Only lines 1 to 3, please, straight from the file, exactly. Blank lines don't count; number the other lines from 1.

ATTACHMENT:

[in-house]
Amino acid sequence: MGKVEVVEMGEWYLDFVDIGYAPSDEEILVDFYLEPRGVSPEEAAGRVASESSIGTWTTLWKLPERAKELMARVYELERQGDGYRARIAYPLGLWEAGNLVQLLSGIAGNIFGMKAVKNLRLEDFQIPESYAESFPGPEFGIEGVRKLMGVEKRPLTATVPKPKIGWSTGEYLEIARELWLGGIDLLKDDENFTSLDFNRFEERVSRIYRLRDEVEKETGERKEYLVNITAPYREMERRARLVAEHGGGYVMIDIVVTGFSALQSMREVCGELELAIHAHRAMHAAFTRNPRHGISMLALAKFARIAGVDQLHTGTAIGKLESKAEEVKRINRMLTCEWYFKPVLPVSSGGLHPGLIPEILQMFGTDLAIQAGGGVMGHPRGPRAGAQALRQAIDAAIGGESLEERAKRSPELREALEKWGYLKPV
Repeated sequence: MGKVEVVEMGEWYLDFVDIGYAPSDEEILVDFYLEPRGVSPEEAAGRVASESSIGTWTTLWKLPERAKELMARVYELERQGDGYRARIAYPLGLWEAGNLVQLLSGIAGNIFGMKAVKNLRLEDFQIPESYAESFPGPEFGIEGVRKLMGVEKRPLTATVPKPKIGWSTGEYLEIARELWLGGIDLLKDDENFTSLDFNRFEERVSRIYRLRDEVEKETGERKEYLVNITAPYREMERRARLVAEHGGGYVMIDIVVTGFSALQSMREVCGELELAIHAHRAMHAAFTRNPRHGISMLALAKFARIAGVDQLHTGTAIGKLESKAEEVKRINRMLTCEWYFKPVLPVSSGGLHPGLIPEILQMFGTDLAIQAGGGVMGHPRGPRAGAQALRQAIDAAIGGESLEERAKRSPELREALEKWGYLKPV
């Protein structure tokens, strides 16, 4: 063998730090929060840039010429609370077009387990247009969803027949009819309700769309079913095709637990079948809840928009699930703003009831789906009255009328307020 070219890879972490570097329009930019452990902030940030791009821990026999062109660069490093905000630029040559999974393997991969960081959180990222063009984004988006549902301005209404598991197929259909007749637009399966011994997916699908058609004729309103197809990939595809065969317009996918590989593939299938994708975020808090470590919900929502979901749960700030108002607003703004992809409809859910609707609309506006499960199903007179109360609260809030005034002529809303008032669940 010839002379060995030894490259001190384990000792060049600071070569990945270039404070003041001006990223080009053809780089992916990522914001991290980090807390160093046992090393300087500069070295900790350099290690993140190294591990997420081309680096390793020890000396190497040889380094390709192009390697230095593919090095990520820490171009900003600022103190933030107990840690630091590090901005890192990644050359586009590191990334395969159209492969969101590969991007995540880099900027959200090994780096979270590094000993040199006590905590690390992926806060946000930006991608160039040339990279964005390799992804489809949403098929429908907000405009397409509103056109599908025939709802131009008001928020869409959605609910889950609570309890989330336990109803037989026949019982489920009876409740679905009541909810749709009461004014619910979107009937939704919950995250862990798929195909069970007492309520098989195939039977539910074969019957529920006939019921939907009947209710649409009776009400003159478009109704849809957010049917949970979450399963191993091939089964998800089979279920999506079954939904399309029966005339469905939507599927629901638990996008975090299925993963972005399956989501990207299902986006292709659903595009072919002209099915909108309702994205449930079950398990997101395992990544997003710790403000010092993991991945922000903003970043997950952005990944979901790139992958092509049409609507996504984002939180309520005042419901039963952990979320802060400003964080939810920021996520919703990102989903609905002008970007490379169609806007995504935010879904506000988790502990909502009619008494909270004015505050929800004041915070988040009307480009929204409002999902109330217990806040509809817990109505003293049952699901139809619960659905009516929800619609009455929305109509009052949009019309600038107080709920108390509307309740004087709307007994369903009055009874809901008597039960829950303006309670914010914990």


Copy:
[in-house]
Amino acid sequence: MGKVEVVEMGEWYLDFVDIGYAPSDEEILVDFYLEPRGVSPEEAAGRVASESSIGTWTTLWKLPERAKELMARVYELERQGDGYRARIAYPLGLWEAGNLVQLLSGIAGNIFGMKAVKNLRLEDFQIPESYAESFPGPEFGIEGVRKLMGVEKRPLTATVPKPKIGWSTGEYLEIARELWLGGIDLLKDDENFTSLDFNRFEERVSRIYRLRDEVEKETGERKEYLVNITAPYREMERRARLVAEHGGGYVMIDIVVTGFSALQSMREVCGELELAIHAHRAMHAAFTRNPRHGISMLALAKFARIAGVDQLHTGTAIGKLESKAEEVKRINRMLTCEWYFKPVLPVSSGGLHPGLIPEILQMFGTDLAIQAGGGVMGHPRGPRAGAQALRQAIDAAIGGESLEERAKRSPELREALEKWGYLKPV
Repeated sequence: MGKVEVVEMGEWYLDFVDIGYAPSDEEILVDFYLEPRGVSPEEAAGRVASESSIGTWTTLWKLPERAKELMARVYELERQGDGYRARIAYPLGLWEAGNLVQLLSGIAGNIFGMKAVKNLRLEDFQIPESYAESFPGPEFGIEGVRKLMGVEKRPLTATVPKPKIGWSTGEYLEIARELWLGGIDLLKDDENFTSLDFNRFEERVSRIYRLRDEVEKETGERKEYLVNITAPYREMERRARLVAEHGGGYVMIDIVVTGFSALQSMREVCGELELAIHAHRAMHAAFTRNPRHGISMLALAKFARIAGVDQLHTGTAIGKLESKAEEVKRINRMLTCEWYFKPVLPVSSGGLHPGLIPEILQMFGTDLAIQAGGGVMGHPRGPRAGAQALRQAIDAAIGGESLEERAKRSPELREALEKWGYLKPV